White people have benefited most from the dawn of freedom and democracy in South Africa. Nonetheless, at public events such as Freedom Day and the inauguration of the president, white people are largely absent. What makes white South Africans want to skip these events, and do they have a moral duty to attend?
Does feminism in Ghana mean that the women who get most respect are either mothers or superwomen? Who will speak up for marginalised women – the sex workers, the lesbians, the sex positive? And is there a homegrown African feminism that will embrace us all?
The silent recolonisation of Africa is happening on a mass scale. To address this issue, the first Africa Conference on Land Grabs is set to take place in South Africa on 27–30 Oct. 2014. Land is the source of life and death, but it might not always be with us.
9/11 was but a dim memory of a TV spectacle until terrorists attacked the Westgate shopping mall in Nairobi and we all went crazy about ‘insecurity.’ Now it’s a fact of life. So what’s it like to live under siege? And how are we handling the Somali question?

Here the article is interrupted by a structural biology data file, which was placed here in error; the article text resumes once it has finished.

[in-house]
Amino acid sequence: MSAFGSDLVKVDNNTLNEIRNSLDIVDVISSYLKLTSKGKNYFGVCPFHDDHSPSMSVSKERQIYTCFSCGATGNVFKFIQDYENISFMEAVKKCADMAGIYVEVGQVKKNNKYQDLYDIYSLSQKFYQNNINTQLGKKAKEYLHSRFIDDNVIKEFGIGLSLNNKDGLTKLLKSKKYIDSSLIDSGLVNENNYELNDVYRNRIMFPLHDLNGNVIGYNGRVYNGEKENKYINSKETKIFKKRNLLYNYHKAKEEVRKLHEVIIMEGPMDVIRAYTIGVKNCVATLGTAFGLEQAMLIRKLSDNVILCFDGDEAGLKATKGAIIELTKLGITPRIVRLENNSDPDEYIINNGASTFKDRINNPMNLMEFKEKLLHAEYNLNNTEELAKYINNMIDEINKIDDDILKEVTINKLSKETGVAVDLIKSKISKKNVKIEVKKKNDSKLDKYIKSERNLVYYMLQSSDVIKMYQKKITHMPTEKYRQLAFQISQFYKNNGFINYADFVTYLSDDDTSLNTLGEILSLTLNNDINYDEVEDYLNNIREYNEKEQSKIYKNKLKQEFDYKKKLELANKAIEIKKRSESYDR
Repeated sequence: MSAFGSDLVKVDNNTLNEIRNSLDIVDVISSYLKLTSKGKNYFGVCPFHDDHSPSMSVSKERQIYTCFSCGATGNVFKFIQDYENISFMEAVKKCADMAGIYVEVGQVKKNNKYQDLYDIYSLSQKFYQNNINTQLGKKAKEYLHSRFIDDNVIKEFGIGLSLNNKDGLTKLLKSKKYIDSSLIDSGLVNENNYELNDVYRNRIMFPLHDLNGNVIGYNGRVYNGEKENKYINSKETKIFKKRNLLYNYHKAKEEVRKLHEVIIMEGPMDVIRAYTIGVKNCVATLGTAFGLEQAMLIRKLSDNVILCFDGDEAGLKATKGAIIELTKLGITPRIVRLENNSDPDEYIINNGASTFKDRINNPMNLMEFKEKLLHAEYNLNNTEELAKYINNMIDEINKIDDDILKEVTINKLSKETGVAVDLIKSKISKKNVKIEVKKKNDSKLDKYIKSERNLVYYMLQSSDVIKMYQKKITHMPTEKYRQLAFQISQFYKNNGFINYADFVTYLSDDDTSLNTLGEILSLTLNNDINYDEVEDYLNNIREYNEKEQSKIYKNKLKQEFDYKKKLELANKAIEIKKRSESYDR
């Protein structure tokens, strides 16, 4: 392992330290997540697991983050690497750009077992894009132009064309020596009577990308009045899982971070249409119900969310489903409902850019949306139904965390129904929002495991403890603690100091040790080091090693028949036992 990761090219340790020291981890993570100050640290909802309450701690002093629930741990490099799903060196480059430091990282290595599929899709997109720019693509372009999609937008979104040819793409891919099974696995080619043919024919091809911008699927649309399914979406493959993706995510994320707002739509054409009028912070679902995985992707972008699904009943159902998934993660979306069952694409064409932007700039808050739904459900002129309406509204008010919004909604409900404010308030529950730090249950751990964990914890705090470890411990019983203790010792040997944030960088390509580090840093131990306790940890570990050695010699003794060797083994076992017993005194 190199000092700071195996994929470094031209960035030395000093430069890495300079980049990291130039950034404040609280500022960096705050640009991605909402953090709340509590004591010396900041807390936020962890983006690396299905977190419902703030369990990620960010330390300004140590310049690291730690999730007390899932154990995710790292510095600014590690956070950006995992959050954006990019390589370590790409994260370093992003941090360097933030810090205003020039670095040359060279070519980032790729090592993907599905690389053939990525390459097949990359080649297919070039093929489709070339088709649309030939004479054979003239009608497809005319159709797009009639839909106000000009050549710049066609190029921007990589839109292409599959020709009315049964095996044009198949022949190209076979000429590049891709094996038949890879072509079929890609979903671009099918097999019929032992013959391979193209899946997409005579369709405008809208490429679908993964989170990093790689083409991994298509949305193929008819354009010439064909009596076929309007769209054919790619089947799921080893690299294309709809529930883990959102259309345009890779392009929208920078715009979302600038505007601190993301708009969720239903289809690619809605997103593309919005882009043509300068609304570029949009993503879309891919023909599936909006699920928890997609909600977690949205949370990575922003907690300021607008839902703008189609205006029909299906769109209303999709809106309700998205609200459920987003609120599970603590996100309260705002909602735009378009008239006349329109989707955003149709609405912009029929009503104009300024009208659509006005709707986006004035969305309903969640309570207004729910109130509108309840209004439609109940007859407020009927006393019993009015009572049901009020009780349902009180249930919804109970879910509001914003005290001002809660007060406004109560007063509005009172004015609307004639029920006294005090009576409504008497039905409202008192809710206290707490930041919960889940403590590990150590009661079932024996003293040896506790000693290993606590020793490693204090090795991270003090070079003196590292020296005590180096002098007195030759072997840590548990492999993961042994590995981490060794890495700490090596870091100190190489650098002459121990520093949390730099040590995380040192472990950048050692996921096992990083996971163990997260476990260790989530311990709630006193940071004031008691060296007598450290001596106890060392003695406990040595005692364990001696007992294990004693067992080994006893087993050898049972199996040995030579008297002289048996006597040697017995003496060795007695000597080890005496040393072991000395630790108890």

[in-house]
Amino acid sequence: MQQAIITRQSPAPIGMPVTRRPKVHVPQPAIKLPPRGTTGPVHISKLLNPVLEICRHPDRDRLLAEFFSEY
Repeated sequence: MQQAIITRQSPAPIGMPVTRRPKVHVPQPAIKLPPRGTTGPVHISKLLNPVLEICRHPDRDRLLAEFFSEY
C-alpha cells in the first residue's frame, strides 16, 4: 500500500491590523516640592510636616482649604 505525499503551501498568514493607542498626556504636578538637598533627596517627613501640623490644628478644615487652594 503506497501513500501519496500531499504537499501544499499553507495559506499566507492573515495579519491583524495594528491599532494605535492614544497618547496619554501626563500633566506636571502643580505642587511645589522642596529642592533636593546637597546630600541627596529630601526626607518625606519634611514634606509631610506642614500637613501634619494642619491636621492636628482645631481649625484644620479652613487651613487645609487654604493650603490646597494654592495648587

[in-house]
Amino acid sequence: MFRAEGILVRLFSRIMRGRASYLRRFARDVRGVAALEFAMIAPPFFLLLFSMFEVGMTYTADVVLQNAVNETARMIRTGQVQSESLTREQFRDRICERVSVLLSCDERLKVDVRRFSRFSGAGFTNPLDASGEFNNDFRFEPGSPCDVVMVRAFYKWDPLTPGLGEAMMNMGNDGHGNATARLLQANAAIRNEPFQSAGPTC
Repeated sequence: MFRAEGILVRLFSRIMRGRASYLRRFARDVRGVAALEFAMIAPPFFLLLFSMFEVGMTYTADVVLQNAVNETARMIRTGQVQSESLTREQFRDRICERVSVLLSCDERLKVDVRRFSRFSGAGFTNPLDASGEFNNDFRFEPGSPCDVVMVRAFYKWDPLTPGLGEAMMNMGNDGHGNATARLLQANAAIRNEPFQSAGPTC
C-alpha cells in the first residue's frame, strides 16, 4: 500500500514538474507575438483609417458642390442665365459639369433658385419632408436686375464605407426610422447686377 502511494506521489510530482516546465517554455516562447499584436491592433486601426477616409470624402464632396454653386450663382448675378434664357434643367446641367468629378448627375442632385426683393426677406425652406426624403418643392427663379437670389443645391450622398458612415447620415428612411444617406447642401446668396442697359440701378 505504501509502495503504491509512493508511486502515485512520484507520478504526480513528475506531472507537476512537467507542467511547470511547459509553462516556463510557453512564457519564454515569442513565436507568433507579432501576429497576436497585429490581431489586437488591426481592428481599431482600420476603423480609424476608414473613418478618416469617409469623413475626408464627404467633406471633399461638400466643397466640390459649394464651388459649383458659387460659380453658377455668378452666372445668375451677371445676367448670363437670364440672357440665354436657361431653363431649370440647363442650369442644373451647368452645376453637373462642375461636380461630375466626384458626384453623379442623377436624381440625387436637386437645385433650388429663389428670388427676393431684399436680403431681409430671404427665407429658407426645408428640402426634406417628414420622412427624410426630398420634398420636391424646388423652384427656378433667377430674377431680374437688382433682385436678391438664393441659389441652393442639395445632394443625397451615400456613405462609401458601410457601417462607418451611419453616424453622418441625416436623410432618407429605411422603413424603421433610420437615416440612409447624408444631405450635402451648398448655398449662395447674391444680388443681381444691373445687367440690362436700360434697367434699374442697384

Zimbabwe is planning to tone down a contentious equity law which compels foreign companies to give up a majority shareholding to local investors, Independent Online reported
Malawi president Joyce Banda has ordered the Malawi Electoral Commission to stop the counting of the votes from the May 20 election, citing many “irregularities” in the process, the Maravi Post reported
A radical interpretation of Verdi’s Macbeth is relocated to the Eastern Congo and sheds light on a war-torn village.
On Africa Day (25th May) we celebrate the hard-fought achievement of our freedom from European colonial powers, as well as African Unity. How important is our history to our unity? And what does being united entail? Some thoughts.
The South African Freedom Charter states that the country belongs to all who live in it. But is that true? Does the country belong to anybody at all? Were we sold a lie?